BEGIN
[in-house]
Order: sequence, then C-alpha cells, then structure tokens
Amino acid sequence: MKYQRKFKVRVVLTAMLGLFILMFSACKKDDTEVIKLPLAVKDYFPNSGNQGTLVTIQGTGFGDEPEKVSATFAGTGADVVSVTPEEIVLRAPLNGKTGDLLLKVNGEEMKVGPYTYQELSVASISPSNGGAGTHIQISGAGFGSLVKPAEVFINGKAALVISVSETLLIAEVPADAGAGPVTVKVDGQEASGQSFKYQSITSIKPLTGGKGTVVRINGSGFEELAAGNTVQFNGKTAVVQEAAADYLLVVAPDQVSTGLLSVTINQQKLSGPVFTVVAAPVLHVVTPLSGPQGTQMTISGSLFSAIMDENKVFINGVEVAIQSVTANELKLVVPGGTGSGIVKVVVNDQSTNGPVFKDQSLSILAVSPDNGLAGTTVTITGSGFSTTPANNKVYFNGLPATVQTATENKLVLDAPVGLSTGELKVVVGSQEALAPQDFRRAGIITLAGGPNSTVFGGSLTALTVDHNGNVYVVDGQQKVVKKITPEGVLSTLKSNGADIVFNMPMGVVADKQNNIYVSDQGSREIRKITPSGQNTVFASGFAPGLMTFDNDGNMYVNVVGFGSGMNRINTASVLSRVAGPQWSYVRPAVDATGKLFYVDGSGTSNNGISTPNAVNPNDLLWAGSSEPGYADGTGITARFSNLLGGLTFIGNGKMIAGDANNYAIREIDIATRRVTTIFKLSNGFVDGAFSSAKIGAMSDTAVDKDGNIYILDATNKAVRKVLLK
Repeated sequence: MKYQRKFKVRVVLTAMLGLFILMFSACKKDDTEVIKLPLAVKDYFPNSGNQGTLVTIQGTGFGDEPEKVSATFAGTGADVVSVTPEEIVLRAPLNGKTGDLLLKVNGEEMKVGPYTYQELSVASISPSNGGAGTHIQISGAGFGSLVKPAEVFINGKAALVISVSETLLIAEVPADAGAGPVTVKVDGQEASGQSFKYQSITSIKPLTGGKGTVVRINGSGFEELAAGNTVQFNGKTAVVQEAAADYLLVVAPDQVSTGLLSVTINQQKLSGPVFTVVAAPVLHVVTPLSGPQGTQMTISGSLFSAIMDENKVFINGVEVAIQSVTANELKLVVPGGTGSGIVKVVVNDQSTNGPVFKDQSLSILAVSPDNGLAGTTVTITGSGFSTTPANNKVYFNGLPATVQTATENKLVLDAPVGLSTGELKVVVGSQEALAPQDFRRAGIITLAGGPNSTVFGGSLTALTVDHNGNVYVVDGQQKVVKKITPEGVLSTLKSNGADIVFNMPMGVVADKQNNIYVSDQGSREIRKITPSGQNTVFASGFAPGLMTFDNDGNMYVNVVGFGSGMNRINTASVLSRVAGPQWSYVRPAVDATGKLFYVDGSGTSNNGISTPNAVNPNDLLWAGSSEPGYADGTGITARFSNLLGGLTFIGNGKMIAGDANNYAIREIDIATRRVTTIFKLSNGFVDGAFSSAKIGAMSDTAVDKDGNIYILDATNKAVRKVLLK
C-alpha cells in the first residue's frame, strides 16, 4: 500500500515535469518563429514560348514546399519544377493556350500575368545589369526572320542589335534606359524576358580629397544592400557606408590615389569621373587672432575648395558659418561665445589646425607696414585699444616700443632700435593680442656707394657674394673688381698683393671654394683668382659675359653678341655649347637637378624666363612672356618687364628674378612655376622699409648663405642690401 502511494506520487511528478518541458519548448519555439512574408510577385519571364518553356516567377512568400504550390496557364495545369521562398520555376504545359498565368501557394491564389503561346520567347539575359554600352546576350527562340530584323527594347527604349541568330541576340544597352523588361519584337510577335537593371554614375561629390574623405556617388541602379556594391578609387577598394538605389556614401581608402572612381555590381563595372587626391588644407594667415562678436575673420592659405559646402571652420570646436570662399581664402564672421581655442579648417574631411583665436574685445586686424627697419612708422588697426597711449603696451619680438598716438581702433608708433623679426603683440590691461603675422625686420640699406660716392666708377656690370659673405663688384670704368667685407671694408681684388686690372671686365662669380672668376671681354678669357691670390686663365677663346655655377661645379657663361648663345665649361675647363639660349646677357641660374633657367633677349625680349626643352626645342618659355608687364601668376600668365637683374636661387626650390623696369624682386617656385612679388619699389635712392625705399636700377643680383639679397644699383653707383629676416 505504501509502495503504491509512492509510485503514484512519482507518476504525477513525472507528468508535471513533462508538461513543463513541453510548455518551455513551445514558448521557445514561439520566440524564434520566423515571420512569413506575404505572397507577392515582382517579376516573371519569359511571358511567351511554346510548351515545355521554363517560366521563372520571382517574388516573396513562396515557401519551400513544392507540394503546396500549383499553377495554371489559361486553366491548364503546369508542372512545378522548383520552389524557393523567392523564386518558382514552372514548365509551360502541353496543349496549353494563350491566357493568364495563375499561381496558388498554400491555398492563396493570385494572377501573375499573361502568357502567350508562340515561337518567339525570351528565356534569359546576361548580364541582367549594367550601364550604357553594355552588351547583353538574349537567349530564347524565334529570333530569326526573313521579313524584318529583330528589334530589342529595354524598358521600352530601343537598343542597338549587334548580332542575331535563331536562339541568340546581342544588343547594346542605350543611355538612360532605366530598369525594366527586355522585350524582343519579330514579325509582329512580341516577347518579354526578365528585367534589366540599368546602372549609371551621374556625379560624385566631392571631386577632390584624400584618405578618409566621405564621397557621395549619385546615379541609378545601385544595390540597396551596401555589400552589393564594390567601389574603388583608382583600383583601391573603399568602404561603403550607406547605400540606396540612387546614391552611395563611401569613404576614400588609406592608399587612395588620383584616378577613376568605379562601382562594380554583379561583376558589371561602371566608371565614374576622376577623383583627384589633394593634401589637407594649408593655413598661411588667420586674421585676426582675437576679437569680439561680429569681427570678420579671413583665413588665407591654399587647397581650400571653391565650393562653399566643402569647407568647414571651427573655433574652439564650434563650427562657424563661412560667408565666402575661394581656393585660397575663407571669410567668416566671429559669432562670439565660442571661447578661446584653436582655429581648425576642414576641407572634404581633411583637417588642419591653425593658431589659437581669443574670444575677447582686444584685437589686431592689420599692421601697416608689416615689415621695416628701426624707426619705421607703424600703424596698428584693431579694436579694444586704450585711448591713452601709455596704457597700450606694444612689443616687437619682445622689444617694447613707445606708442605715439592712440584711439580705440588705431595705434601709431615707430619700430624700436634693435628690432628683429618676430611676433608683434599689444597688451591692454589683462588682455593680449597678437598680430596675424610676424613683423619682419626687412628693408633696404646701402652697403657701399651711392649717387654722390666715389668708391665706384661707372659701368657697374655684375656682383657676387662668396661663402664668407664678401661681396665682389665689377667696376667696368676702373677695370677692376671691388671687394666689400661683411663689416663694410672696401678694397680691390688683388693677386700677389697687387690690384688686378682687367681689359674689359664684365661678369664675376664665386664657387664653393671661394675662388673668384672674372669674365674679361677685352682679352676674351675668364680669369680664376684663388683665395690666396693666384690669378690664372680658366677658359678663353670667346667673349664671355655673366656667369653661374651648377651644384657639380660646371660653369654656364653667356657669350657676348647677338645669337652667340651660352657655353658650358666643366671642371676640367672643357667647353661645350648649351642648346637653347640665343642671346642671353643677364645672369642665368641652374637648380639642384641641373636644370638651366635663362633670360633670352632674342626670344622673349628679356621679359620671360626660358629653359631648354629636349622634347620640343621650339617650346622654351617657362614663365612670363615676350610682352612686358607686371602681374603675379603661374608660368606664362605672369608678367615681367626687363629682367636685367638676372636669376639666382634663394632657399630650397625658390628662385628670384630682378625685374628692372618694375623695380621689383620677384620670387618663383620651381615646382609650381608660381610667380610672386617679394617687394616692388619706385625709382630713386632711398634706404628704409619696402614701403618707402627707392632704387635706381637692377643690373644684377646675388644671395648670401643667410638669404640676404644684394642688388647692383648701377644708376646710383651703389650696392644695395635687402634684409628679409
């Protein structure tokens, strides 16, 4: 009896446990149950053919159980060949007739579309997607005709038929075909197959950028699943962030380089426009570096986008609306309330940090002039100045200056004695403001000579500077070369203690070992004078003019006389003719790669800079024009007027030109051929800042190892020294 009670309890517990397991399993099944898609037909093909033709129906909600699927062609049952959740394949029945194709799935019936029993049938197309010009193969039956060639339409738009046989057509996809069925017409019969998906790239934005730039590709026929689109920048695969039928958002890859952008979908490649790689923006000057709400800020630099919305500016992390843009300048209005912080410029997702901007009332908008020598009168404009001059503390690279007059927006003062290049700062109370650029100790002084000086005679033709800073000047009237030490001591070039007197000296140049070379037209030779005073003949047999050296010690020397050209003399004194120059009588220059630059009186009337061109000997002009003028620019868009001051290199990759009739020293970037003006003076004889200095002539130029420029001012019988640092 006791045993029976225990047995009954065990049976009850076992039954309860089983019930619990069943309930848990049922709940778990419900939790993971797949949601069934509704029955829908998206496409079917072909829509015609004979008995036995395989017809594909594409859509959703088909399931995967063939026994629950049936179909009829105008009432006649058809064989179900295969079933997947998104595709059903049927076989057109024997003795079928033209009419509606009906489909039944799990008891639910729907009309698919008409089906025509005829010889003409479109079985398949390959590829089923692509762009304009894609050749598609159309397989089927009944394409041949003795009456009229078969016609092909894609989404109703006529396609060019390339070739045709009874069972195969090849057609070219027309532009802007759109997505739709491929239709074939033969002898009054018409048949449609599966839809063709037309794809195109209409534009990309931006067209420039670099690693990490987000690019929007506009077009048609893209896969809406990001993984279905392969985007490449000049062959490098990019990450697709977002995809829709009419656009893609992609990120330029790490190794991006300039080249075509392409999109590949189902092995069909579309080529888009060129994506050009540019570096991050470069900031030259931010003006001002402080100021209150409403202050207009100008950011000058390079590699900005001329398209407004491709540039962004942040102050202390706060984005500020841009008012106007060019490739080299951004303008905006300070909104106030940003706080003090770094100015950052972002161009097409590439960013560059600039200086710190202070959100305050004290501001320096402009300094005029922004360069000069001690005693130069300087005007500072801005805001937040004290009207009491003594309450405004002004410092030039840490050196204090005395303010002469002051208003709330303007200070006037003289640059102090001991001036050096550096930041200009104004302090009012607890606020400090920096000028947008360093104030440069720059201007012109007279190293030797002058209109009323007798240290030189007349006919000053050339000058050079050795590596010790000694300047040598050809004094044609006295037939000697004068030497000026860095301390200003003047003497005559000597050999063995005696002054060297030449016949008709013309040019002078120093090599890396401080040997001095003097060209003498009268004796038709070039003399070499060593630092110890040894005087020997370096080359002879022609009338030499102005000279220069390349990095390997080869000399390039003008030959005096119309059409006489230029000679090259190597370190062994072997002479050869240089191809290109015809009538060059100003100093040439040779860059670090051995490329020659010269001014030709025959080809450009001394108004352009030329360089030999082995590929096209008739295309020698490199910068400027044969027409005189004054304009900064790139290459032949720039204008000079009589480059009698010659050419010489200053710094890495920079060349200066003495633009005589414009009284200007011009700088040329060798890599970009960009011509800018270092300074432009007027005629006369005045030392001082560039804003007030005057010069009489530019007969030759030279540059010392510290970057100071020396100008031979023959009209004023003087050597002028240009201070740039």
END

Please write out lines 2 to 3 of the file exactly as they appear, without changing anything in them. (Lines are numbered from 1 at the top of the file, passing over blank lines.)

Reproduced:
Order: sequence, then C-alpha cells, then structure tokens
Amino acid sequence: MKYQRKFKVRVVLTAMLGLFILMFSACKKDDTEVIKLPLAVKDYFPNSGNQGTLVTIQGTGFGDEPEKVSATFAGTGADVVSVTPEEIVLRAPLNGKTGDLLLKVNGEEMKVGPYTYQELSVASISPSNGGAGTHIQISGAGFGSLVKPAEVFINGKAALVISVSETLLIAEVPADAGAGPVTVKVDGQEASGQSFKYQSITSIKPLTGGKGTVVRINGSGFEELAAGNTVQFNGKTAVVQEAAADYLLVVAPDQVSTGLLSVTINQQKLSGPVFTVVAAPVLHVVTPLSGPQGTQMTISGSLFSAIMDENKVFINGVEVAIQSVTANELKLVVPGGTGSGIVKVVVNDQSTNGPVFKDQSLSILAVSPDNGLAGTTVTITGSGFSTTPANNKVYFNGLPATVQTATENKLVLDAPVGLSTGELKVVVGSQEALAPQDFRRAGIITLAGGPNSTVFGGSLTALTVDHNGNVYVVDGQQKVVKKITPEGVLSTLKSNGADIVFNMPMGVVADKQNNIYVSDQGSREIRKITPSGQNTVFASGFAPGLMTFDNDGNMYVNVVGFGSGMNRINTASVLSRVAGPQWSYVRPAVDATGKLFYVDGSGTSNNGISTPNAVNPNDLLWAGSSEPGYADGTGITARFSNLLGGLTFIGNGKMIAGDANNYAIREIDIATRRVTTIFKLSNGFVDGAFSSAKIGAMSDTAVDKDGNIYILDATNKAVRKVLLK